I can’t write about the Food and Wine Festival without mentioning “3D.”  Disney’s Dessert Discovery.  How can I begin to describe this event?  Imagine a ballroom completely filled with desserts of every kind.  Mousses, cheesecakes, puddings, pastries, cobblers, tortes, chocolates, plus fruits, cheeses, cognacs and cordials.  Now imagine that you can have all that you want.  Throw in some fancy decorations and live jazz and what else do you need?  It was overwhelmingly fantastic!  Overpoweringly superb!  I don’t have enough goofy word combinations for it.  It was like a happy Alice in Wonderland with no Jabberwocky, only flambéed doughnuts floating in ice cream.  After stuffing ourselves impossibly full, we had VIP seating for Illuminations: Reflections of Earth, the fireworks show over the lake.  (BTW, at the beginning of the event, we were given 3-D glasses that made Mickeys appear everywhere, even around the moon.  How do they DO that?)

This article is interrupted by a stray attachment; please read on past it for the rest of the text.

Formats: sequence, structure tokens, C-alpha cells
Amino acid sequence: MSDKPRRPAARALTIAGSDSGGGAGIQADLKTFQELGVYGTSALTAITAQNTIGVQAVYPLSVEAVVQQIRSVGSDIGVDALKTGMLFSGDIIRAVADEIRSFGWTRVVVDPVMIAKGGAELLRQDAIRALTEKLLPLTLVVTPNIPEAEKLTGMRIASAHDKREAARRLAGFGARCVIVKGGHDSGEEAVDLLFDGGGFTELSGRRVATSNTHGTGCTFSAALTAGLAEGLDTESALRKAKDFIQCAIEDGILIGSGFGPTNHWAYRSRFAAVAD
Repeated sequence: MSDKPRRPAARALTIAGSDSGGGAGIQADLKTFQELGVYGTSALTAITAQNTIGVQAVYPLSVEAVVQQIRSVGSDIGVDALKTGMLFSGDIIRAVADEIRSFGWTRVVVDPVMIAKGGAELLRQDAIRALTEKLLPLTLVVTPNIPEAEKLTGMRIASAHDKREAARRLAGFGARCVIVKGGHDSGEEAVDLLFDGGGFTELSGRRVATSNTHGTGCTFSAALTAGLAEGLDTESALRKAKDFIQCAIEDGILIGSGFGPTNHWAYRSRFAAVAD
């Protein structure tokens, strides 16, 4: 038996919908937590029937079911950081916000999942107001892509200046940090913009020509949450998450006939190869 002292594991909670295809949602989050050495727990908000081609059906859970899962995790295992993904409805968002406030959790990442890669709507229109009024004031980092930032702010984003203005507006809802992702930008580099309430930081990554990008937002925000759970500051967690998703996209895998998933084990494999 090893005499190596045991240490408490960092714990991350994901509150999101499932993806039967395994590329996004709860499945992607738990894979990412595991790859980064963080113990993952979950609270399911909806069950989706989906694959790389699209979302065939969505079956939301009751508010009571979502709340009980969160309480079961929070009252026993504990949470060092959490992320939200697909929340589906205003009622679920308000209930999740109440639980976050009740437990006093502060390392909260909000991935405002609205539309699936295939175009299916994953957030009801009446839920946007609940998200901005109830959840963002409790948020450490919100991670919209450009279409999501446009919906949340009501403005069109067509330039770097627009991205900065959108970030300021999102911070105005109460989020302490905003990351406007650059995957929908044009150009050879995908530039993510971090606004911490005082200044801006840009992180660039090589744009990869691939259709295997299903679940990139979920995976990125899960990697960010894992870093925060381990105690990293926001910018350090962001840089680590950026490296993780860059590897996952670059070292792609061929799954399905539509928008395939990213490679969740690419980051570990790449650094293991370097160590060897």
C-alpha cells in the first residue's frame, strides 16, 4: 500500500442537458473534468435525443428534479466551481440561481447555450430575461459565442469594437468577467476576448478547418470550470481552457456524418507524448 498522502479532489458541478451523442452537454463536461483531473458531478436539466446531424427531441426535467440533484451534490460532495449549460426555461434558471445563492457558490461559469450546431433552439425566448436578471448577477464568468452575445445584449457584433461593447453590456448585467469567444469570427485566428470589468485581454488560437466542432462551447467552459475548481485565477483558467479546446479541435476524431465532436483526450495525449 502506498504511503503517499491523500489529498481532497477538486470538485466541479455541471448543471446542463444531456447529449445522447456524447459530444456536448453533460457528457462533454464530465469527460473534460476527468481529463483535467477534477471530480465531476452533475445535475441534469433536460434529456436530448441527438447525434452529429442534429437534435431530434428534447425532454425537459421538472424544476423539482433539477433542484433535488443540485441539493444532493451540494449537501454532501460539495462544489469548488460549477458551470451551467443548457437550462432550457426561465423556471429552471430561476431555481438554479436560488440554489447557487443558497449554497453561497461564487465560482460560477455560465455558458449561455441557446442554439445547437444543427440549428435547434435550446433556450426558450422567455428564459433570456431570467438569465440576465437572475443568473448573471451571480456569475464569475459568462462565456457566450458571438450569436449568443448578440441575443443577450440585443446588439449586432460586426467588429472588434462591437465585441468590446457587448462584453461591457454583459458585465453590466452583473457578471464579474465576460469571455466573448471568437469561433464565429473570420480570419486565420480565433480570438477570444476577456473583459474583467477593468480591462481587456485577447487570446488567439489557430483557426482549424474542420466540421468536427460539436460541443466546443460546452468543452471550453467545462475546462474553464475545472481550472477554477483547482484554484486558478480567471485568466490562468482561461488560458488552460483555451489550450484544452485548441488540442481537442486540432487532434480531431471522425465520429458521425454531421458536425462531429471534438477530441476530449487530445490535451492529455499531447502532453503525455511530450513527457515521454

Another great event we attended during our week at The World was Mickey’s Not-So-Scary Halloween Party.  This was a special event in the Magic Kingdom.  We all wore costumes (the opportunities for grown ups to masquerade are far too few, in my opinion).  Vivian was Snow White.  The rest of us, rather tall dwarfs.  The Boo To You! parade was probably the best one anywhere in the park.  Ditto the fireworks, Happy HalloWishes.  The trick-or-treating was tops!  Stations were set up all over the park and they didn’t scrimp on the candy.  Not only did they have good stuff, but they dropped it into our bags by the fistful (theirs, not ours).  I can’t remember being so full for an entire week.  Our trip truly provided us with an abundance of edibles and enchantment and we enjoyed every morsel of it. 
  
From Left: Doc (Sally), Prince Charming (?), Snow White
(Vivian), the other Snow White, Bashful (me),